Use this URL to cite or link to this record in EThOS:
Title: Driven-dissipative Bose-Einstein condensation of just a few photons
Author: Walker, Benjamin
ISNI:       0000 0004 9357 2277
Awarding Body: Imperial College London
Current Institution: Imperial College London
Date of Award: 2020
Availability of Full Text:
Access from EThOS:
Access from Institution:
Through trapping light in a dye-filled optical microcavity, one can engineer a gapped band structure for photons, causing them to behave as massive bosons moving in two dimensions. Repeated absorption and emission by the dye can lead to a thermal distribution and Bose- Einstein condensation. In this thesis, I study photonic condensates beyond the equilibrium thermodynamic Bose-Einstein condensation limit in three ways. First, I describe a method for fine control of the trapping potential for light allowing for future study of thermalised light in box potentials and 1D potentials as well as others, expected to show quasi-condensation and possibly superfluid behaviour, rather than ideal Bose-Einstein condensation. Second, I show how this fabrication technique has been used to define tight trapping potentials with only a few thermally accessible energy levels. In these systems, dominance of the ground- state population and build-up of coherence occur at photon numbers less than ten, raising interesting questions about how to define condensation. I discuss these questions through the relevant chapter. Third, pulsed-pump experiments show interesting temporal dynamics including jitter in the formation time of a condensate after a pump pulse due to the stochastic nature of the emission processes involved. I show how the non-stationary two-time correlation function g(2)(t1, t2) is a powerful tool for characterising these temporal dynamics and I interpret the results in a more general framework of the evolution of a probability density function through an effective free energy landscape, driven by drift terms and stochastic forces.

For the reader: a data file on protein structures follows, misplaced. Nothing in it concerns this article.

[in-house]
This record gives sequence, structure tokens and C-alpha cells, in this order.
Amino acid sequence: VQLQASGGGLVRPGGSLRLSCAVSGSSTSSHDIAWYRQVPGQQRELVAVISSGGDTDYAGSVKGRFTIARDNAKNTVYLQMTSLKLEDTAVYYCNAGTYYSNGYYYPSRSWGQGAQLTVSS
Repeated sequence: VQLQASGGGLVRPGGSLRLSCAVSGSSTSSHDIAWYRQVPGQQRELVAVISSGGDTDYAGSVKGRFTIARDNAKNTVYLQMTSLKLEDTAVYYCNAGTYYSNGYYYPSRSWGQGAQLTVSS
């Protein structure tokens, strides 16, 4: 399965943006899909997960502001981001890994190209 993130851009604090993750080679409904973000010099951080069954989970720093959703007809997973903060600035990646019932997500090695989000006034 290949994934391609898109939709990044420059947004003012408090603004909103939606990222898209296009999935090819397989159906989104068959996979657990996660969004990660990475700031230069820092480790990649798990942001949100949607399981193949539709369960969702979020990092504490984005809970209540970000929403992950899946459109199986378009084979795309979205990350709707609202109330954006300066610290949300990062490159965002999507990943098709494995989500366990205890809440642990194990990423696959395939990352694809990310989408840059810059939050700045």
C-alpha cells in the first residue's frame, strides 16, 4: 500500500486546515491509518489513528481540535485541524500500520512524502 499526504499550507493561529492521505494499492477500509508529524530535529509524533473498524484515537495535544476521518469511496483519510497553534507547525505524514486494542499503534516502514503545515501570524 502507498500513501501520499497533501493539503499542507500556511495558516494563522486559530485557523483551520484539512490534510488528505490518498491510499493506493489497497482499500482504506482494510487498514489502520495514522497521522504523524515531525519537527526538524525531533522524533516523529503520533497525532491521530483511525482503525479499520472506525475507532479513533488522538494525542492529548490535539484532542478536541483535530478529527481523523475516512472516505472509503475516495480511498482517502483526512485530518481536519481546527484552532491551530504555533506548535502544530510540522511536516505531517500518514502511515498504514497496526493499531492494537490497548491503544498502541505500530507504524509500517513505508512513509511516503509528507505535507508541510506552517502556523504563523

Supervisor: Nyman, Robert ; Mintert, Florian Sponsor: Engineering and Physical Sciences Research Council
Qualification Name: Thesis (Ph.D.) Qualification Level: Doctoral